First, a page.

The photon wavelength that has energy to produce two particles with each particle mass value equal to (hc/12pi G)^1/2 is (3pi hG/c^3)^1/2 meter. This wavelength is:
wavelength = 2pi (3/2)^1/2 (Planck length)
The ratio of this fundamental wavelength to the wavelength (h/2mc) is approximately 1.025x10^-22 to one. I will suggest that this is also equal to [h/(2pi)^2] divided by (2mc^2) where the m value is the electron mass. This ratio is 1.025028393x10^-22. If these ratio values are precisely correct then the true G value must be very close to 6.671745197x10^-11. Improved experiments will determine if this is correct.
kended
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#53
Jul9-12, 12:38 PM
P: 7
First off I'm no physicist but an EE. So my question might seem odd, but in light of everything that was said until now, why has nobody (except for one guy I believe) proposed string theory to try to explain what elementary particles are (electron included)? Is this because it is still an "unproven" (untested) theory?

String theory seems to be acknowledged by many recognized scientists, so perhaps it is a valid one at answering the initial question: what is an electron?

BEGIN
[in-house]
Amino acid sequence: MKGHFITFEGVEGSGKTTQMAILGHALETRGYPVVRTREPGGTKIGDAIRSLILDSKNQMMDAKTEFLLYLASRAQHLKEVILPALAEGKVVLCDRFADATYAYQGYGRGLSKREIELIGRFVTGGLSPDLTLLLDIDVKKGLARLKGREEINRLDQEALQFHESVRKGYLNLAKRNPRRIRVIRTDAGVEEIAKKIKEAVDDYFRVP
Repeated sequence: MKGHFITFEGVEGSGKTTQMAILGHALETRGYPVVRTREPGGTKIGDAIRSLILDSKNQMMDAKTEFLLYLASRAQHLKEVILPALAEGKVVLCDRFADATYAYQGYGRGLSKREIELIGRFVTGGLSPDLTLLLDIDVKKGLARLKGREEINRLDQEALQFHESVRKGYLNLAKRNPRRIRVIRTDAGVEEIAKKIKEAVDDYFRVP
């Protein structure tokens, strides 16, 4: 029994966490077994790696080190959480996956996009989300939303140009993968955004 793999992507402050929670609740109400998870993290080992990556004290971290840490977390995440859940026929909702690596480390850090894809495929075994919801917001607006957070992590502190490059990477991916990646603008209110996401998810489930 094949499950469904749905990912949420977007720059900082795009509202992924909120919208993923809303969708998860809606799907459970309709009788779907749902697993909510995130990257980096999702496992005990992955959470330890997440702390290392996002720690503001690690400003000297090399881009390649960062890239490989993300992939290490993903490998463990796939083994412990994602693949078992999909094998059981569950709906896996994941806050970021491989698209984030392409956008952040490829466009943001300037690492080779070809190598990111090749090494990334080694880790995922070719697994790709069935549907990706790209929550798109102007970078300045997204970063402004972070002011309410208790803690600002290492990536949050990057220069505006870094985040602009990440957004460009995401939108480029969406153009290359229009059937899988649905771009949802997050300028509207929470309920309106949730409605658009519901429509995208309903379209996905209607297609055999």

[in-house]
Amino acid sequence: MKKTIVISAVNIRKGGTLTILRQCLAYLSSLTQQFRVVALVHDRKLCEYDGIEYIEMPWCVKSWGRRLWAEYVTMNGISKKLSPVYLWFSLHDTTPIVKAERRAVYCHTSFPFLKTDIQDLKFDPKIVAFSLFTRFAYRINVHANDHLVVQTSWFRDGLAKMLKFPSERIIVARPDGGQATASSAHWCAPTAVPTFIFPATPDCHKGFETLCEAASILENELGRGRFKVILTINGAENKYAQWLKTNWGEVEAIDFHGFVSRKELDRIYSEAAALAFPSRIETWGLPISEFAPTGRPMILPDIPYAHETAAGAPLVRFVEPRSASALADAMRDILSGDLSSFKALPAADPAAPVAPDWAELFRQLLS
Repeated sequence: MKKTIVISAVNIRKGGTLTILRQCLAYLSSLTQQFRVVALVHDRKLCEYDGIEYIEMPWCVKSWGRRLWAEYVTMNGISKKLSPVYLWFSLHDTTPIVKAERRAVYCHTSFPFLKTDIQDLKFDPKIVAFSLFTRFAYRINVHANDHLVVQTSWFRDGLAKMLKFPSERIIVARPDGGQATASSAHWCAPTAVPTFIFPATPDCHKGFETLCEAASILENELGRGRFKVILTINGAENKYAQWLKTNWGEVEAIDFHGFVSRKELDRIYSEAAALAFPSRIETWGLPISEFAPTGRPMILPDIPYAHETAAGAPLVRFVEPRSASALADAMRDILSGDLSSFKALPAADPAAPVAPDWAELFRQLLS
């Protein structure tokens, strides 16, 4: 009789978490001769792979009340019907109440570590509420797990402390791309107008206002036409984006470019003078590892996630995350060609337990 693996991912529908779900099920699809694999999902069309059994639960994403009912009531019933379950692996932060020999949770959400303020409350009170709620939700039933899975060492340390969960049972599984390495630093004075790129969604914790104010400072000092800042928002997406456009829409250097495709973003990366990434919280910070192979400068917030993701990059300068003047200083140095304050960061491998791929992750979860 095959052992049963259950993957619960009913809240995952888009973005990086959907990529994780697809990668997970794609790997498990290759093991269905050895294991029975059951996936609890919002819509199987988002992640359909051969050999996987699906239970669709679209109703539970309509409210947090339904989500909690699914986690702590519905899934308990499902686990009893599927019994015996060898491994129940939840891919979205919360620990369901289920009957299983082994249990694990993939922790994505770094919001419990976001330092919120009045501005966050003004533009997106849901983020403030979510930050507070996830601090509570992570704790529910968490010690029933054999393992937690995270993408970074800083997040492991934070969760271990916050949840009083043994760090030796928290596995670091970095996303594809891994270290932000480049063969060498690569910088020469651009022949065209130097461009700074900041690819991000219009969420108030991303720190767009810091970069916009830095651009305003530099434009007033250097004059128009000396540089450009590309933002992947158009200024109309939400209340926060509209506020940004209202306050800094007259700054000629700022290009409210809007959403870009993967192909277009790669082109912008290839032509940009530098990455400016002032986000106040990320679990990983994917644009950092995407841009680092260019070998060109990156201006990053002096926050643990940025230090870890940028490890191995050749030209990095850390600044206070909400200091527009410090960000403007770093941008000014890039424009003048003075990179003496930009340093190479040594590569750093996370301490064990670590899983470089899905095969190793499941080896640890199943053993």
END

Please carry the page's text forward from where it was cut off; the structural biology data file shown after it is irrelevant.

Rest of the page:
Btw, what a great forum this is. Just recently found it. Since then I just can't help but try to read every single posts. Waaa, I'm going crazy :)
DonJStevens
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#54
Jul9-12, 02:15 PM
P: 57
Hi kended, String Theory and Quantum Gravity are well covered in the book by Lee Smolin, titled Three Roads To Quantum Gravity. Much work is needed if string theory is to accomplish its objective. A quote from the book follows:
"Modern physicists try -- to explain particles in terms of fields. But this does not eliminate all problems. Some of the most serious of these problems have to do with the fact that theory of fields is full of infinite quantities. They arize because the strength of the electric field around a charged particle increases as one gets closer to the particle. But a particle has no size, so one can get as close as one likes to it. The result is that the field approaches infinity as one appraches the particle. This is responsible for many of the infinite expressions that arize in the equations of modern physics."
He suggests, we may deny that space is continuous and so it is impossible to get arbitrarily close to a particle. We may also replace particles by little loops or strings. String theory is interesting but it is not yet mature enough to explain specifics such as electron mass.